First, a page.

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The Iliad of Homer

Page: 257

And stills the bellows, and (in order laid)
Locks in their chests his instruments of trade.
Then with a sponge the sooty workman dress'd
[pg 343]Illustration: VULCAN AND <strong><a href=CHARIS RECEIVING THETIS." title= "VULCAN AND CHARIS RECEIVING THETIS." />
VULCAN AND CHARIS RECEIVING THETIS.
To whom the mournful mother thus replies:
(The crystal drops stood trembling in her eyes:)
"O Vulcan! say, was ever breast divine
So pierced with sorrows, so o'erwhelm'd as mine?
Of all the goddesses, did Jove prepare
For Thetis only such a weight of care?
I, only I, of all the watery race
By force subjected to a man's embrace,
Who, sinking now with age and sorrow, pays
The mighty fine imposed on length of days.
Sprung from my bed, a godlike hero came,
The bravest sure that ever bore the name;
Like some fair plant beneath my careful hand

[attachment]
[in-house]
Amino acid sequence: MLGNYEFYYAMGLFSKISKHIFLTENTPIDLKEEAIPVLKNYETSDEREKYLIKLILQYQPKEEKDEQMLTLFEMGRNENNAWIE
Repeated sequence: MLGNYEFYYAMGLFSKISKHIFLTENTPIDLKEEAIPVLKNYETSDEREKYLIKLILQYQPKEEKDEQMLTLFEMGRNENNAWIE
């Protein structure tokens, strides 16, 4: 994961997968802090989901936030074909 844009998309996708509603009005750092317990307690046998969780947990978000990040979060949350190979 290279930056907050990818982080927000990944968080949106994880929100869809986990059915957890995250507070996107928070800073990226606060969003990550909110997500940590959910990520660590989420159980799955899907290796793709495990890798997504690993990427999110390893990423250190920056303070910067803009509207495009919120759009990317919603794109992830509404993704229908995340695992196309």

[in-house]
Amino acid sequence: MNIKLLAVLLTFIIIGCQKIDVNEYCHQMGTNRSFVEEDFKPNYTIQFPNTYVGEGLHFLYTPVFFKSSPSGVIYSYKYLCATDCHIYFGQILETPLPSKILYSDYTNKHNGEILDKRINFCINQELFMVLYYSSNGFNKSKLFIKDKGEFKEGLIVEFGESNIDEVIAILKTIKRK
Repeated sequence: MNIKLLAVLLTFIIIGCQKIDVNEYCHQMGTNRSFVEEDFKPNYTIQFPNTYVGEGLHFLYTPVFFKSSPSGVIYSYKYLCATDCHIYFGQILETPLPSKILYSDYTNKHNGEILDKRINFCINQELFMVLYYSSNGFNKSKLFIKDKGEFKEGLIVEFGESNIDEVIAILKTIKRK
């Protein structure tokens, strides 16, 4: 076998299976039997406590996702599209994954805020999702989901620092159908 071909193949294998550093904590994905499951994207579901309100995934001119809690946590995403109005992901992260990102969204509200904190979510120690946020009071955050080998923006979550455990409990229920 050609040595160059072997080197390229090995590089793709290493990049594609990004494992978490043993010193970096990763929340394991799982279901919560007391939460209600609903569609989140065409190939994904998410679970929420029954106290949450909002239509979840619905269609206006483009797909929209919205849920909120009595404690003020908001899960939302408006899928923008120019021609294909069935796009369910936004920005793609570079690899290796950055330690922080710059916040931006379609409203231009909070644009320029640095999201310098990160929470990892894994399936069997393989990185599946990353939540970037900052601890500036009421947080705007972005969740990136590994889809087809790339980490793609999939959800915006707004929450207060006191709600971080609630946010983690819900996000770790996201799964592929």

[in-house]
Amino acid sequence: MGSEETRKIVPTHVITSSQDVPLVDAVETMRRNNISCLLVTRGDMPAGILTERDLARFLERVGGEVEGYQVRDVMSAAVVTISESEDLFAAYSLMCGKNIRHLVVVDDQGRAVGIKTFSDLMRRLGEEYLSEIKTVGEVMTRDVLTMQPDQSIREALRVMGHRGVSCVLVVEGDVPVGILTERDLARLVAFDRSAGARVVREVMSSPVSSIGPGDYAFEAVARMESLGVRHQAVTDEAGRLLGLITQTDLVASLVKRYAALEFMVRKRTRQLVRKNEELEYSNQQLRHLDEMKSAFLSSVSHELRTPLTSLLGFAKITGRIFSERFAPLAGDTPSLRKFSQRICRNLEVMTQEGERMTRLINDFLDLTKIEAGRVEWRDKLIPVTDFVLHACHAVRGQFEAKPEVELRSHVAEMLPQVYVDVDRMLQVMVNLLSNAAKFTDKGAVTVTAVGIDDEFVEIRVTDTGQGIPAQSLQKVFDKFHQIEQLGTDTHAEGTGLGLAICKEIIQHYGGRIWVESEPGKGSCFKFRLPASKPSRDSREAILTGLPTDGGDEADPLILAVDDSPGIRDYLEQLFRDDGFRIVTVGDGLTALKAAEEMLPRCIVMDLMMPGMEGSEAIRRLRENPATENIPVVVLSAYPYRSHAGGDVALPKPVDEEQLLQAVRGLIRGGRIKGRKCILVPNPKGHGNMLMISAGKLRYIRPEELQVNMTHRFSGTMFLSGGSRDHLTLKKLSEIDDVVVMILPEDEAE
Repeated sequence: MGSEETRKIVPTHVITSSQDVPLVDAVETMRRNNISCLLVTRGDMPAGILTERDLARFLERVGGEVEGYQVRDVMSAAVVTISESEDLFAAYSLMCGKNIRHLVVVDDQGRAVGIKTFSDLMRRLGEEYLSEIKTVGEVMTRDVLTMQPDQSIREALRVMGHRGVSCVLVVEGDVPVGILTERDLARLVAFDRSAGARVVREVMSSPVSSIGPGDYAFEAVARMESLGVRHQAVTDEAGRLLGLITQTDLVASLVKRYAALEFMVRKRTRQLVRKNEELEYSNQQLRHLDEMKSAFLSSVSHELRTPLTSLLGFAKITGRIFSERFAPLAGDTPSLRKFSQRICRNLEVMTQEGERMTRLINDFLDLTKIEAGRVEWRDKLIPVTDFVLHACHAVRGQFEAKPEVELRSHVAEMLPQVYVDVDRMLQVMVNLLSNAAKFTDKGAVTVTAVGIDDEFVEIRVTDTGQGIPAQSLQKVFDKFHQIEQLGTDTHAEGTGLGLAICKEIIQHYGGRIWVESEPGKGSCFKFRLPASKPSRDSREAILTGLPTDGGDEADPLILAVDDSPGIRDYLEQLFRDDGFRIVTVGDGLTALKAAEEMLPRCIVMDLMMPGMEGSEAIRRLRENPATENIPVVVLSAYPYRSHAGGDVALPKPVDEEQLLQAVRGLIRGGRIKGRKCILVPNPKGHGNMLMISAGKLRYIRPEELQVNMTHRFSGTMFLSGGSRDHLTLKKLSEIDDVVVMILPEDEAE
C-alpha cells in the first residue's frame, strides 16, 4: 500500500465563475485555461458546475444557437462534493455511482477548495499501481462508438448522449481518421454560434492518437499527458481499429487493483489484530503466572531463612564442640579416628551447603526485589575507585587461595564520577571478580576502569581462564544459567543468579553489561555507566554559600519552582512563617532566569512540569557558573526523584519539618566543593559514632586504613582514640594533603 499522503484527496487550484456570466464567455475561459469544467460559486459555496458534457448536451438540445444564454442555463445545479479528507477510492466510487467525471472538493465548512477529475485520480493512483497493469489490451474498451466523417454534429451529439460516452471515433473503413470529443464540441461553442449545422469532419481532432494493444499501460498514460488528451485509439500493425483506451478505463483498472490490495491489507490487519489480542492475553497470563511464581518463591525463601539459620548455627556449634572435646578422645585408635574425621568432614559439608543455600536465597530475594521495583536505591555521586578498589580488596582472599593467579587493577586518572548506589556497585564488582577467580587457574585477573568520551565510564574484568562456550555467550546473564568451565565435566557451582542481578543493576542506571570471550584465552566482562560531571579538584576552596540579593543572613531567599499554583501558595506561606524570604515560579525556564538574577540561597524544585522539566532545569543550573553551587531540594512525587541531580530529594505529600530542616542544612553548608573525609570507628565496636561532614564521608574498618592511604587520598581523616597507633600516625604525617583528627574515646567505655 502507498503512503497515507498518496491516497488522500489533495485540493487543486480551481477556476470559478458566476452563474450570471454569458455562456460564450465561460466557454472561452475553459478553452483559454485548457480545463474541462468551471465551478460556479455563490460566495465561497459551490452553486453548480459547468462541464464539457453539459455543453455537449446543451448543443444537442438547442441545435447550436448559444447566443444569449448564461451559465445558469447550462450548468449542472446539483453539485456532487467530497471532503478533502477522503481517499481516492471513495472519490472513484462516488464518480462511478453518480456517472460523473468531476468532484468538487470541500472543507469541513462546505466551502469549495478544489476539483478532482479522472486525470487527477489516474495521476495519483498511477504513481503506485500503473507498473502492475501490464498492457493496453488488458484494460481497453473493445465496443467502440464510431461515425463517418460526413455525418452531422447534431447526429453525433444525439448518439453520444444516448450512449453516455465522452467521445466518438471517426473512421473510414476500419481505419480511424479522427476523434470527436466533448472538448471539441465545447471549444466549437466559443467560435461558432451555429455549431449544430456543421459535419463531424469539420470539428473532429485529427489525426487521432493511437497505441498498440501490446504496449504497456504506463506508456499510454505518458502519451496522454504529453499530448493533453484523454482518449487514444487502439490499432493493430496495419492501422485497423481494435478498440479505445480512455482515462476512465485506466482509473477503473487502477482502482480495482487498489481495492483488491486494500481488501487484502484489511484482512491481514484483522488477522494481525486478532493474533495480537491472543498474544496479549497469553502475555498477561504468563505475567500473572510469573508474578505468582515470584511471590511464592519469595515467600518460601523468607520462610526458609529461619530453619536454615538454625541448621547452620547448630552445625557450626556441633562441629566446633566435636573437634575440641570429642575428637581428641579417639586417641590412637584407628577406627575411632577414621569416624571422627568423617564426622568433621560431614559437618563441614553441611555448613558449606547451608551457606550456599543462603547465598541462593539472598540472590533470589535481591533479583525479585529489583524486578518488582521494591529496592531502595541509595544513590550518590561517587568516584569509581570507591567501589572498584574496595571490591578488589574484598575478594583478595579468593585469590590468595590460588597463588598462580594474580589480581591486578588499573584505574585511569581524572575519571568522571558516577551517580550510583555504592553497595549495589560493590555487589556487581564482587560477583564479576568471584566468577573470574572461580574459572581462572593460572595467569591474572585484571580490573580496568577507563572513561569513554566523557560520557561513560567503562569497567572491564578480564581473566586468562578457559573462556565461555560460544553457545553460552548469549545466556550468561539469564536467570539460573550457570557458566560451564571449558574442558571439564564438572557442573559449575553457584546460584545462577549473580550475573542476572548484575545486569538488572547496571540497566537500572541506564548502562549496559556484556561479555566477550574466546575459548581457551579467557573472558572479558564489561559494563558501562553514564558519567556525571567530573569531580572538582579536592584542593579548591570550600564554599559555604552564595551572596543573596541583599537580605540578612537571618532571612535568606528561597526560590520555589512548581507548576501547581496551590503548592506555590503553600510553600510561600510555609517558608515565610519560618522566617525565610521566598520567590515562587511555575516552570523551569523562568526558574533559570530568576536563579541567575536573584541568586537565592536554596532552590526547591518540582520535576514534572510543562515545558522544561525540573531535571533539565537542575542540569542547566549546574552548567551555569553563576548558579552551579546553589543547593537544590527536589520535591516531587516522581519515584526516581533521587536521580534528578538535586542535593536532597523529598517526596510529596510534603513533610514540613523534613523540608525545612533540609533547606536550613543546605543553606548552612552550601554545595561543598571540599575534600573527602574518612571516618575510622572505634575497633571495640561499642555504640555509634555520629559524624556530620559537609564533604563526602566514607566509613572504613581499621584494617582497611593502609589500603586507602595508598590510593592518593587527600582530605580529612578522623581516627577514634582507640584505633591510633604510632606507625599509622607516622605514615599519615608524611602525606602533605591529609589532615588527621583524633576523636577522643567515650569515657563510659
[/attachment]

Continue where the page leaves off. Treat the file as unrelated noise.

He grew, he flourish'd, and he graced the land:
[pg 344]
To Troy I sent him! but his native shore
Never, ah never, shall receive him more;
(Even while he lives, he wastes with secret woe;)
Nor I, a goddess, can retard the blow!
Robb'd of the prize the Grecian suffrage gave,
The king of nations forced his royal slave:
For this he grieved; and, till the Greeks oppress'd
Required his arm, he sorrow'd unredress'd.
Large gifts they promise, and their elders send;
In vain—he arms not, but permits his friend
His arms, his steeds, his forces to employ:
He marches, combats, almost conquers Troy:
Then slain by Phoebus (Hector had the name)
At once resigns his armour, life, and fame.
But thou, in pity, by my prayer be won:
Grace with immortal arms this short-lived son,
And to the field in martial pomp restore,
To shine with glory, till he shines no more!"
To her the artist-god: "Thy griefs resign,
Secure, what Vulcan can, is ever thine.
O could I hide him from the Fates, as well,
Or with these hands the cruel stroke repel,
As I shall forge most envied arms, the gaze
Of wondering ages, and the world's amaze!"
Thus having said, the father of the fires
To the black labours of his forge retires.
Soon as he bade them blow, the bellows turn'd
Their iron mouths; and where the furnace burn'd,
Resounding breathed: at once the blast expires,
And twenty forges catch at once the fires;
Just as the god directs, now loud, now low,

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